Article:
*****His Bloody Project

Scottish Policeman - 1882

Original photo, c. 1882 by Peter Swanson, reproduced by Dave Conner, creative commons

By Graeme Macrae Burnet, narrated by Antony Ferguson. This remarkable faux “true-crime” thriller was shortlisted for the 2016 Man Booker Prize and an immersive, inventive fable it is. The conceit is that the author, in researching his family history, uncovers a 17-year-old relative named Roderick Macrae, who in 1869 stood trial in Inverness, Scotland, in a notorious triple murder case. In trying to get to the bottom of this episode, the author has assembled a variety of original documents. He presents this evidence, and the reader must weigh it along with the court.

After some prefatory remarks, the story picks up steam in the longest section of the book, a confession written by Roddy himself. Opinion at the time, the author notes, held it was entirely unlikely that a barely educated crofter, living in desperately reduced circumstances, could write such a literate account of himself and his life.

Roddy freely admits he committed the murders. The nub of the case is whether he was in his right mind when doing so and whether the then rather new insanity defense is appropriate. His victims were Lachlan Mackenzie, the autocratic and vindictive constable of the area, who seems, for various reasons and an inherent meanness, intent on breaking apart the Macrae family; Mackenzie’s 15-year-old daughter Flora, whom Roddy has gone walking with a few times and hopes to romance; and Mackenzie’s three-year-old son Danny.

In describing life in the tiny, poverty-struck village of Culduie, Roddy’s memoir recounts a great many petty tyrannies visited on the family by Mackenzie, which might (or might not) be sufficient motivation for murder. Since Roddy’s mother died in childbirth, the Macrae family has lurched through life, bathed in grief and laid low by privation. From Roddy’s confession as well as other testimony, readers gain a detailed picture of daily life and the knife-edge on which survival depends. Fans of strong courtroom dramas will relish the way the courtroom scenes in the book both reveal and conceal.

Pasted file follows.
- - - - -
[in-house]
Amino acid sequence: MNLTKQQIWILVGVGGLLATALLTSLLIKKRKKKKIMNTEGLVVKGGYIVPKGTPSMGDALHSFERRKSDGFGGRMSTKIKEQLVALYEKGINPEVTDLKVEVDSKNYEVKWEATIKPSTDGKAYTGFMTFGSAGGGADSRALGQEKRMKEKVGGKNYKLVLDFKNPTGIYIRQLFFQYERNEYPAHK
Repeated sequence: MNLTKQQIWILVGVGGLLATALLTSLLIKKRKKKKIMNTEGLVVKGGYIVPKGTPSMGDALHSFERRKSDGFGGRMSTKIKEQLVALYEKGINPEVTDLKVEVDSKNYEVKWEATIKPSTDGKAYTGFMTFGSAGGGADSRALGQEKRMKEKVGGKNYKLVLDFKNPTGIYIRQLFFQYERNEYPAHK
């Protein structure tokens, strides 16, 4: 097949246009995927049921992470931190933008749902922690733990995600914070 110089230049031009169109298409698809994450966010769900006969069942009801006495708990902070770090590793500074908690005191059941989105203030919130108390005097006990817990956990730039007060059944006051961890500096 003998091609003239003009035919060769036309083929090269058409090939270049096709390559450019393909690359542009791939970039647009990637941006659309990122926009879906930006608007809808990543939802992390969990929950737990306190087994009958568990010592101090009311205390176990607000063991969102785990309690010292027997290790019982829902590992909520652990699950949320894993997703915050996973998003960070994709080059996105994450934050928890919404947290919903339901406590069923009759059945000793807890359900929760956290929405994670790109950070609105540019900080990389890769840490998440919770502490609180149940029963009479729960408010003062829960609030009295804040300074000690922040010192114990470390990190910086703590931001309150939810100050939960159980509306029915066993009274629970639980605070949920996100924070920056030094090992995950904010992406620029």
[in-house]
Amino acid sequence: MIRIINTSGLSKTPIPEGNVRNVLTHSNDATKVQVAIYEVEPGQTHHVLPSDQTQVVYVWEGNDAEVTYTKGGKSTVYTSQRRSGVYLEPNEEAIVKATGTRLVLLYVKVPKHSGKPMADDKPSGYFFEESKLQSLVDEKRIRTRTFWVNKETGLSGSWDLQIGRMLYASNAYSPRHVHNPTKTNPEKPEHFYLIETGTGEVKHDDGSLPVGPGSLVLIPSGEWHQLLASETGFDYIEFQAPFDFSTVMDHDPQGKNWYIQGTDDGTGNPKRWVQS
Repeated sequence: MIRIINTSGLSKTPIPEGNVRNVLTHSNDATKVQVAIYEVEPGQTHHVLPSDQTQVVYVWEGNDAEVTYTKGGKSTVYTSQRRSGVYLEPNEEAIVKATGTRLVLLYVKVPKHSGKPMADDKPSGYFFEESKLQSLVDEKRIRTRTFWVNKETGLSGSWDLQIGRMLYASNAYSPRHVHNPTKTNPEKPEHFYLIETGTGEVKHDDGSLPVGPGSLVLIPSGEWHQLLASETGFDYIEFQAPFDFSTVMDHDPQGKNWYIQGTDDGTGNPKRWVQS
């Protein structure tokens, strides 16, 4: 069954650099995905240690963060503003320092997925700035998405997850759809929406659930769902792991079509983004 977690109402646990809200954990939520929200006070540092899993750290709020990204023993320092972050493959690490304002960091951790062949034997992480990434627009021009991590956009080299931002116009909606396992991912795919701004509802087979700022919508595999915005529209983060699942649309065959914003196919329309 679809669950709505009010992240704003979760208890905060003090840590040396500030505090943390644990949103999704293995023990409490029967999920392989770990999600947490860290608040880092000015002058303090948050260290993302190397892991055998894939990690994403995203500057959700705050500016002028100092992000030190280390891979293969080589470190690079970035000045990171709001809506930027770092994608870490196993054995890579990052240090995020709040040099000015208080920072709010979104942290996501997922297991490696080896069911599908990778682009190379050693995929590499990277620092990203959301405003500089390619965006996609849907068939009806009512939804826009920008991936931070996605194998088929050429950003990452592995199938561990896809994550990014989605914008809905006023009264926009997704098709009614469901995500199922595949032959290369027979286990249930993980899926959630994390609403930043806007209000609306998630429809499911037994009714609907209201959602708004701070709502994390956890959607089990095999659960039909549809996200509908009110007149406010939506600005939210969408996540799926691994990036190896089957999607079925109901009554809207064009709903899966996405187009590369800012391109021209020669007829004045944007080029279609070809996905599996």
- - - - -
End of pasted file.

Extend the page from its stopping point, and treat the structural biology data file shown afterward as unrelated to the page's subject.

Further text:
The audiobook was narrated by Antony Ferguson. He gives sufficient variety to the speech of the characters to make them both easily identifiable and compelling individuals, from the engaging Roddy to the condescending psychiatrist and prison doctor, whom author Burnet based on the real-life J Bruce Thomson, to the ostensibly straightforward journalistic accounts.

The format of this book makes it unusual in crime fiction. It is a more literary version of the dossier approach used by Dennis Wheatley, in such classics as Murder Off Miami and The Malinsay Massacre, which our family loved to read and solve.

****Fateful Mornings

police car

photo: Highway Patrol Images, creative commons license

By Tom Bouman – Henry Farrell is the lone policeman who patrols the back roads of Wild Thyme township in rural northeastern Pennsylvania.

Mostly his job isn’t too demanding. He can park his vehicle and spend time enjoying the local lakes and forests without anyone much missing him. He can even take on an illegal after-hours job. He helps dismantle old barns and salvage the wood for new barns designed by his best friend, word-working genius Ed Brennan.

In Bouman’s fine descriptions of Henry’s world, you can just about smell the trees and ponds along with Henry, who narrates most chapters. In Henry and several other principal characters in this rural noir novel, Bouman has created well-rounded, complex individuals. Henry also plays fiddle in a roots music trio, for example.

These bucolic images coexist uneasily alongside the dirty business of hydraulic fracking and the even dirtier practice of drug dealing, which are ravaging the natural and human resources of Wild Thyme. As a result, law enforcement in the township is about to face some serious challenges. At first, it’s an uptick in burglaries and motor vehicle accidents, which Henry attributes to the rise in drug abuse.